does not have to involve an actual event or character in Bible history. A novel can be Christian in this sense merely because one of its characters either comes to a Christian understanding of God and of man's need for salvation from sin, or faces a crisis of his or her faith." What the genre and its most renowned publishers, such as Tyndal House, Zondervan, WaterBrook, Love Inspired, and Howard Books, have in common is a strict standard for content - as one publisher proclaims on its website, to it seeks to "minister to the spiritual needs of people, primarily through literature consistent with biblical principles" or, as another says, it publishes "...books that seek to intensify and satisfy a reader’s elemental thirst for a deeper relationship with God." As Deborah Bryan put it at the 2009 Mountain Plains Library Association/Kansas Library Association conference, in the handout for her presentation "Books For the Soul," authors writing for these publishers must "accept the infallible authority of the Bible; address life’s dilemmas through faith in Jesus; and believe that Jesus is divine, died, and rose again for the sins of humankind and that he will return again as a judge and a warrior. There are often certain 'taboos' or offensive content that [the authors] are not allowed to write about." There is a stereotype that Christian fiction is "popular with a certain readership, mostly white, female, and coming from an evangelical Protestant background," but there are countering claims that readers "love this genre because it quenches their inner thirst for knowledge, spiritual guidance, and, yes, entertainment" and that CF has started to embrace diversity, both in characters and storylines, and there has been significant genre crossover from CF's many subgenres - historical, romance (both contemporary and historical), mystery/suspense, literary fiction, legal thrillers, Amish.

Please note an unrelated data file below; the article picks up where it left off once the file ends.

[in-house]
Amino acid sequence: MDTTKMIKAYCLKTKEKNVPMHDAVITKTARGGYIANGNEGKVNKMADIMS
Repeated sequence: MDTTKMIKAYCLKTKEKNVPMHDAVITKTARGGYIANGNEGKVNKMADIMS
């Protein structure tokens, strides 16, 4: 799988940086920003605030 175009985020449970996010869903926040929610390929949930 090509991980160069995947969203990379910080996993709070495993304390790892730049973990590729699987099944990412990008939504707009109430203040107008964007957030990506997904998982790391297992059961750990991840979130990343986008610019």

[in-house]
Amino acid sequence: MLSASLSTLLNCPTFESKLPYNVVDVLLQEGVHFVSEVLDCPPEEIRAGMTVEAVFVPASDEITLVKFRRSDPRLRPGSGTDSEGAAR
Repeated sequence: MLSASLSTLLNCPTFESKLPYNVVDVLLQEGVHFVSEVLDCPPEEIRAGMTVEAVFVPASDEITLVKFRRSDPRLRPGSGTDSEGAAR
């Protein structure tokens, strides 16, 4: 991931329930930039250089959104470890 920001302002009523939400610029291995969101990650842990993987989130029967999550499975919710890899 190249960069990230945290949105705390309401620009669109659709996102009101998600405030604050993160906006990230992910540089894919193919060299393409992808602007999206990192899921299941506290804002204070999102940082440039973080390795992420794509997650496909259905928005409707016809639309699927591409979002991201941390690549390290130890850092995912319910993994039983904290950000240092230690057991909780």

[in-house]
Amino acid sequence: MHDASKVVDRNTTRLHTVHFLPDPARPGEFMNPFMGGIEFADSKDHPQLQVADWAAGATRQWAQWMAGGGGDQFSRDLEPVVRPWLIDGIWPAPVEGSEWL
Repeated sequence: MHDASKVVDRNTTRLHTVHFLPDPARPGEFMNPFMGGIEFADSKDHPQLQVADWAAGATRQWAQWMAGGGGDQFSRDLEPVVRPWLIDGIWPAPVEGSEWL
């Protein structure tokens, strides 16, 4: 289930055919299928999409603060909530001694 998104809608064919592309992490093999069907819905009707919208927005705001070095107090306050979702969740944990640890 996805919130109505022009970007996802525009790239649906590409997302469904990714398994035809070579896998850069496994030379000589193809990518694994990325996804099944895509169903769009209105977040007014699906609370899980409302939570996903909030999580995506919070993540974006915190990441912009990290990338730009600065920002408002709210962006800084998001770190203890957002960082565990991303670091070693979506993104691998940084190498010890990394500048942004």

It has been suggested that there has been a decline in the market for Christian fiction in the past few years - some companies have stopped publishing it altogether, or slimmed down their output - but mass market production for the genre continues to be strong. So show your support for CF by checking out some of these authors, available in the library catalog:
Wanda E. Brunstetter
Joel C. Rosenberg
If you'd like more suggestions, consider checking out the Christy Awards! This annual award, program of the Evangelical Christian Publishers Association (ECPA), is given to "honor Christian novels of excellence, imagination, and creativity." The award takes its name from Catherine Marshall's 1967 classic of the genre, due to be re-released this year. An alternative is the Carol Awards, awarded annually by the American Christian Fiction Writers to recognize "the best Christian fiction published in the previous calendar year." Also try the ACFW's Fiction Finder site.